Data Layers for Dummies…

A data layer is becoming a key component of implementing marketing technologies. They are coupled with the rise of tag management solutions (TMS) and allow for much easier, more reliable and rapid deployment of third party tags (marketing or otherwise) onto a site. This blog will explain at a high level what a data layer is, it’s purpose and benefits to an online organisation.

First off, there are many types of data layer out there, but for the sake of this explanatory blog I will focus on data layers used to facilitate the implementation of marketing technologies, such as analytics and ad serving tags. In the world of online marketing, these are the most common, and probably the most simple, so a good place to start.

At the most basic level, a data layer is a repository of data that loads as part of the HTML of the webpage. Most commonly for marketing technologies, data layers tend to be written in Javascript, which is what our examples will focus on. The data layer contains all the data needed by the different marketing tools that an organisation uses. For example, on a ecommerce thank you page, tools such as analytics or marketing tags will need ecommerce information such as product name, unit price, quantity etc. so that the relevant reports can be populated or attribution assigned. A data layer will contain all of this information in a centralised place which will be available for all these tools to use.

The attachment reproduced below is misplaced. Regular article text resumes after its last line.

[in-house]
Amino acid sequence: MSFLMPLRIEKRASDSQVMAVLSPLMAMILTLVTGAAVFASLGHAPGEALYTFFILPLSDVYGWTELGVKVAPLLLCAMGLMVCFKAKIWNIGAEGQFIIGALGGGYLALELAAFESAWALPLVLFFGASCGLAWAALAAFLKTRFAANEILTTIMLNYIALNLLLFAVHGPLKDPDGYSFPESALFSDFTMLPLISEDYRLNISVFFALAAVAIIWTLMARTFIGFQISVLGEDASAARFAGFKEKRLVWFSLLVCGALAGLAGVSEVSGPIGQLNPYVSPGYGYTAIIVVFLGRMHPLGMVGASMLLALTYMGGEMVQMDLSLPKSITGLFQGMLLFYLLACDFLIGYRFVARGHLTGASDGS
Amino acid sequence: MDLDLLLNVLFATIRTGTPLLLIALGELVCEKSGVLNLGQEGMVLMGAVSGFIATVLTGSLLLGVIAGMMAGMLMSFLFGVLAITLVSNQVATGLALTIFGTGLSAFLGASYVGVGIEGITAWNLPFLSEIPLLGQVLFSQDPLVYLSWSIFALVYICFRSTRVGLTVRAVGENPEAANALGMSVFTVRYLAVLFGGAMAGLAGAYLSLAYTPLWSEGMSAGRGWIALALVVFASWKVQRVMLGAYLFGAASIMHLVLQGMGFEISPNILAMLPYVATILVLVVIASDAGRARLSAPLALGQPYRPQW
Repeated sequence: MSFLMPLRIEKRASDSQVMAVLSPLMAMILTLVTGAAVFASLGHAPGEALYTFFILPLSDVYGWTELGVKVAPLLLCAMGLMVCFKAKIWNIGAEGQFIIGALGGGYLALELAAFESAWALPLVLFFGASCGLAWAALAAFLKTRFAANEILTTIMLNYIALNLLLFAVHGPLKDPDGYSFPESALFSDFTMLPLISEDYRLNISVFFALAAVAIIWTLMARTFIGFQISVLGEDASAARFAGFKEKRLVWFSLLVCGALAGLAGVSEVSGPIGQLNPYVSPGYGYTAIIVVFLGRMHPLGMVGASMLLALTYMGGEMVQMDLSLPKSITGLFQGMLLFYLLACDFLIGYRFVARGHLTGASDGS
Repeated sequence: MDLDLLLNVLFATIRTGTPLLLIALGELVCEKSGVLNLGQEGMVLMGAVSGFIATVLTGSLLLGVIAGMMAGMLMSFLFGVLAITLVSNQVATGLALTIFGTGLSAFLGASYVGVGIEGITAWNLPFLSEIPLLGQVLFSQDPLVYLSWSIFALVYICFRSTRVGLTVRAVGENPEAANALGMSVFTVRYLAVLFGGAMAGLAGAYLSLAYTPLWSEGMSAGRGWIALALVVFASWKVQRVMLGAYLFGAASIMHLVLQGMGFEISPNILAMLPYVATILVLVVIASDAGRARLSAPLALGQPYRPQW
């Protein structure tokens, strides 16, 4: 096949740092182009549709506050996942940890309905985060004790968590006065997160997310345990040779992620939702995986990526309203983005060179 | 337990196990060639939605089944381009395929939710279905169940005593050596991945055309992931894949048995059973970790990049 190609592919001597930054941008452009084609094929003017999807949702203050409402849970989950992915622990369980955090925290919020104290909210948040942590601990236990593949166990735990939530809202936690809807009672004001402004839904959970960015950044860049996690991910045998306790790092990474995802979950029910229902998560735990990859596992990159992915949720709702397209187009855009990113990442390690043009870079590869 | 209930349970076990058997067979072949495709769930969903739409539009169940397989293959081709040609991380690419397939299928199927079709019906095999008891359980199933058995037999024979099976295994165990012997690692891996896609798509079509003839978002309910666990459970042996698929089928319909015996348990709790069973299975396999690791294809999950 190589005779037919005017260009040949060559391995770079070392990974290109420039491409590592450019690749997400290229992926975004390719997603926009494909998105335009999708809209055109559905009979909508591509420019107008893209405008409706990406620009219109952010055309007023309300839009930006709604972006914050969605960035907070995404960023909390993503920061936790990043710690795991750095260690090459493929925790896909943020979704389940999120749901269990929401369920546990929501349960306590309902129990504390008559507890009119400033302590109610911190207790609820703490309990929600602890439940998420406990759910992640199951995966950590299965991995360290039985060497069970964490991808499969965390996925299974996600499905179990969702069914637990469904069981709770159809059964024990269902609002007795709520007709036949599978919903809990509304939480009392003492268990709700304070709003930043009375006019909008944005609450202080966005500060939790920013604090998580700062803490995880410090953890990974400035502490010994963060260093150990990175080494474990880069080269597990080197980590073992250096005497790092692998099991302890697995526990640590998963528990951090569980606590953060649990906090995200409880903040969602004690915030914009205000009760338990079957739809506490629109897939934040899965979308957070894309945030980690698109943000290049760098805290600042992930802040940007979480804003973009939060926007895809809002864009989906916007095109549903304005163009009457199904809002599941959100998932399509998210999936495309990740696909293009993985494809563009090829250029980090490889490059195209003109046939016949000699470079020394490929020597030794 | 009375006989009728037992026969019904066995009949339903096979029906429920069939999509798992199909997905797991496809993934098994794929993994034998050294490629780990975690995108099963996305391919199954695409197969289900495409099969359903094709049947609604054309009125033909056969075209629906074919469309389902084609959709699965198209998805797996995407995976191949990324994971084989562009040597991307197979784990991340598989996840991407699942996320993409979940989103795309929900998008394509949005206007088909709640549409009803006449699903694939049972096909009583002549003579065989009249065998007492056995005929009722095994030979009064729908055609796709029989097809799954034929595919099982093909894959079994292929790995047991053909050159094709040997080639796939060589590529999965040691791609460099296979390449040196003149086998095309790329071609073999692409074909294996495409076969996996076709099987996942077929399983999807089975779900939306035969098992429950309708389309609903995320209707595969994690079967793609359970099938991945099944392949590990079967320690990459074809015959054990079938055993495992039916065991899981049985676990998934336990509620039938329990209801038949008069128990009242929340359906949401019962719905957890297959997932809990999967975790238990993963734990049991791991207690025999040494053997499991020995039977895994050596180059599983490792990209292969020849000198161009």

Before the widespread adoption of TMS’s and data layers, data required for marketing tags would often be scraped from the page HTML, and coded separately into each tag. If the page HTML changes at any point – which is inevitable for all websites – then all the tags that use HTML elements that have since changed must be updated, which is both time consuming and prone to error. On the other hand, a data layer is (usually) populated by the backend system so even if the page changes the data will remain constant. In this respect, marketing tags will be feeding from this centralised abstracted data layer rather than relying on scraping the HTML meaning the data is more robust and reliable.

In the following example, product and price information is outputted to the data layer.

Data Layer example


Data layers and tag management systems:

In the realm of marketing technology, data layers were introduced as part of the adoption of TMS’s. In brief, a TMS is a technology through which other third tags can be deployed to a web page. The TMS script is implemented on the page and then inserts the other tags based on rules you define within the TMS. For this reason it is often known as a container, or container tag. The ability to deploy multiple tags quickly and without extra code through one script has led it to become the standard in implementing third party tags to a website. Data layers emerged as a way of providing the tools within the TMS all the data needed for them to function. You can think of the data layer as an agnostic data repository which feeds through the TMS to the relevant tags.

The data layer feeds data to the relevant marketing tags through TMS platform:

Data layer tag management